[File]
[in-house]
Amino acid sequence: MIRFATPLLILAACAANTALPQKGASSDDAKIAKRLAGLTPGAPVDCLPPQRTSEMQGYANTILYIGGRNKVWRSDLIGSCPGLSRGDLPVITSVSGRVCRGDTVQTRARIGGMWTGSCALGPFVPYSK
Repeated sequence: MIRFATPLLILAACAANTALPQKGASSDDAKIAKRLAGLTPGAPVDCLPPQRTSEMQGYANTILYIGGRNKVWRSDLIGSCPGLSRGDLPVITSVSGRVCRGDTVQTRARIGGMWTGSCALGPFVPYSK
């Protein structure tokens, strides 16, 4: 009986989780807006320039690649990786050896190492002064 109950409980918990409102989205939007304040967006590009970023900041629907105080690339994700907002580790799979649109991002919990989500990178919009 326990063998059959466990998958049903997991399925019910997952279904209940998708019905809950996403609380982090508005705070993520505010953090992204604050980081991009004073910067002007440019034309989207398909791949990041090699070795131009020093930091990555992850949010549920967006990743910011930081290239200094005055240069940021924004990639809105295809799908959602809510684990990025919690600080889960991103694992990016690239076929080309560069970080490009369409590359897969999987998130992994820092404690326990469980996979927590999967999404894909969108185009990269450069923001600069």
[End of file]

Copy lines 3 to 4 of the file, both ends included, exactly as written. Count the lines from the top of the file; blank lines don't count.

Repeated sequence: MIRFATPLLILAACAANTALPQKGASSDDAKIAKRLAGLTPGAPVDCLPPQRTSEMQGYANTILYIGGRNKVWRSDLIGSCPGLSRGDLPVITSVSGRVCRGDTVQTRARIGGMWTGSCALGPFVPYSK
């Protein structure tokens, strides 16, 4: 009986989780807006320039690649990786050896190492002064 109950409980918990409102989205939007304040967006590009970023900041629907105080690339994700907002580790799979649109991002919990989500990178919009 326990063998059959466990998958049903997991399925019910997952279904209940998708019905809950996403609380982090508005705070993520505010953090992204604050980081991009004073910067002007440019034309989207398909791949990041090699070795131009020093930091990555992850949010549920967006990743910011930081290239200094005055240069940021924004990639809105295809799908959602809510684990990025919690600080889960991103694992990016690239076929080309560069970080490009369409590359897969999987998130992994820092404690326990469980996979927590999967999404894909969108185009990269450069923001600069």